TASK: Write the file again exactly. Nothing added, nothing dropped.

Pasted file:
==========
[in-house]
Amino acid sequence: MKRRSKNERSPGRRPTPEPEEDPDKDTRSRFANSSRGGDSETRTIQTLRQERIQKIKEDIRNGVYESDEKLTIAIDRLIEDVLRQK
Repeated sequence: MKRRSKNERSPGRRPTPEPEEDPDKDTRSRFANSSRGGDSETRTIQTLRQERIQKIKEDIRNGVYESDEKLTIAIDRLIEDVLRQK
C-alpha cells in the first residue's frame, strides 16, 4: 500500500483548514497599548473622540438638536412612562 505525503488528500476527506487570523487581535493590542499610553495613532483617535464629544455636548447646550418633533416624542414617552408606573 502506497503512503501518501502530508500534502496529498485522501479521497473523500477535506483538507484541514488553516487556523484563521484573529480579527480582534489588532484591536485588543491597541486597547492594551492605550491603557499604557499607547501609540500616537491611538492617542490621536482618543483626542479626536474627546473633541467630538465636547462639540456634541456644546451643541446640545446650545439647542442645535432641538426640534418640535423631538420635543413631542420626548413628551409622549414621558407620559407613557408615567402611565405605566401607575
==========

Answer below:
[in-house]
Amino acid sequence: MKRRSKNERSPGRRPTPEPEEDPDKDTRSRFANSSRGGDSETRTIQTLRQERIQKIKEDIRNGVYESDEKLTIAIDRLIEDVLRQK
Repeated sequence: MKRRSKNERSPGRRPTPEPEEDPDKDTRSRFANSSRGGDSETRTIQTLRQERIQKIKEDIRNGVYESDEKLTIAIDRLIEDVLRQK
C-alpha cells in the first residue's frame, strides 16, 4: 500500500483548514497599548473622540438638536412612562 505525503488528500476527506487570523487581535493590542499610553495613532483617535464629544455636548447646550418633533416624542414617552408606573 502506497503512503501518501502530508500534502496529498485522501479521497473523500477535506483538507484541514488553516487556523484563521484573529480579527480582534489588532484591536485588543491597541486597547492594551492605550491603557499604557499607547501609540500616537491611538492617542490621536482618543483626542479626536474627546473633541467630538465636547462639540456634541456644546451643541446640545446650545439647542442645535432641538426640534418640535423631538420635543413631542420626548413628551409622549414621558407620559407613557408615567402611565405605566401607575